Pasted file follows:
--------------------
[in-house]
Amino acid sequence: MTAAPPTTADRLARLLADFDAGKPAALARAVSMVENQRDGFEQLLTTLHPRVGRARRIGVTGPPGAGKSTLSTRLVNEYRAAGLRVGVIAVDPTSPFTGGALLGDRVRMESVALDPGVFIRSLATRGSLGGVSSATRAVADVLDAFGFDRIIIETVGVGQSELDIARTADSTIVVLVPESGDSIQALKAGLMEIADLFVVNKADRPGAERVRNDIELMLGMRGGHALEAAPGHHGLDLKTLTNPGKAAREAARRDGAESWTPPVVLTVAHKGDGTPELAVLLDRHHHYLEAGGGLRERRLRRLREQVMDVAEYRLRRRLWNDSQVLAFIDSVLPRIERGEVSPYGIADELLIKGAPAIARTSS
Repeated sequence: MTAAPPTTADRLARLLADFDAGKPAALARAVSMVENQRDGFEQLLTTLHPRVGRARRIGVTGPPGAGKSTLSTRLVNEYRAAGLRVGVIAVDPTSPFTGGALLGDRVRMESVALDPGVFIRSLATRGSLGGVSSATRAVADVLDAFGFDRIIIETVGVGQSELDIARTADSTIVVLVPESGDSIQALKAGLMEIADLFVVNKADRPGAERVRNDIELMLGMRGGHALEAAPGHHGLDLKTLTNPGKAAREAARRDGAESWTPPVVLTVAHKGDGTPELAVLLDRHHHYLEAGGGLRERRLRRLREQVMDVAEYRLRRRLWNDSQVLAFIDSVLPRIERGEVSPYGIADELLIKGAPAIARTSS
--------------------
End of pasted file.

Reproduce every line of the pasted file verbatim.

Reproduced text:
[in-house]
Amino acid sequence: MTAAPPTTADRLARLLADFDAGKPAALARAVSMVENQRDGFEQLLTTLHPRVGRARRIGVTGPPGAGKSTLSTRLVNEYRAAGLRVGVIAVDPTSPFTGGALLGDRVRMESVALDPGVFIRSLATRGSLGGVSSATRAVADVLDAFGFDRIIIETVGVGQSELDIARTADSTIVVLVPESGDSIQALKAGLMEIADLFVVNKADRPGAERVRNDIELMLGMRGGHALEAAPGHHGLDLKTLTNPGKAAREAARRDGAESWTPPVVLTVAHKGDGTPELAVLLDRHHHYLEAGGGLRERRLRRLREQVMDVAEYRLRRRLWNDSQVLAFIDSVLPRIERGEVSPYGIADELLIKGAPAIARTSS
Repeated sequence: MTAAPPTTADRLARLLADFDAGKPAALARAVSMVENQRDGFEQLLTTLHPRVGRARRIGVTGPPGAGKSTLSTRLVNEYRAAGLRVGVIAVDPTSPFTGGALLGDRVRMESVALDPGVFIRSLATRGSLGGVSSATRAVADVLDAFGFDRIIIETVGVGQSELDIARTADSTIVVLVPESGDSIQALKAGLMEIADLFVVNKADRPGAERVRNDIELMLGMRGGHALEAAPGHHGLDLKTLTNPGKAAREAARRDGAESWTPPVVLTVAHKGDGTPELAVLLDRHHHYLEAGGGLRERRLRRLREQVMDVAEYRLRRRLWNDSQVLAFIDSVLPRIERGEVSPYGIADELLIKGAPAIARTSS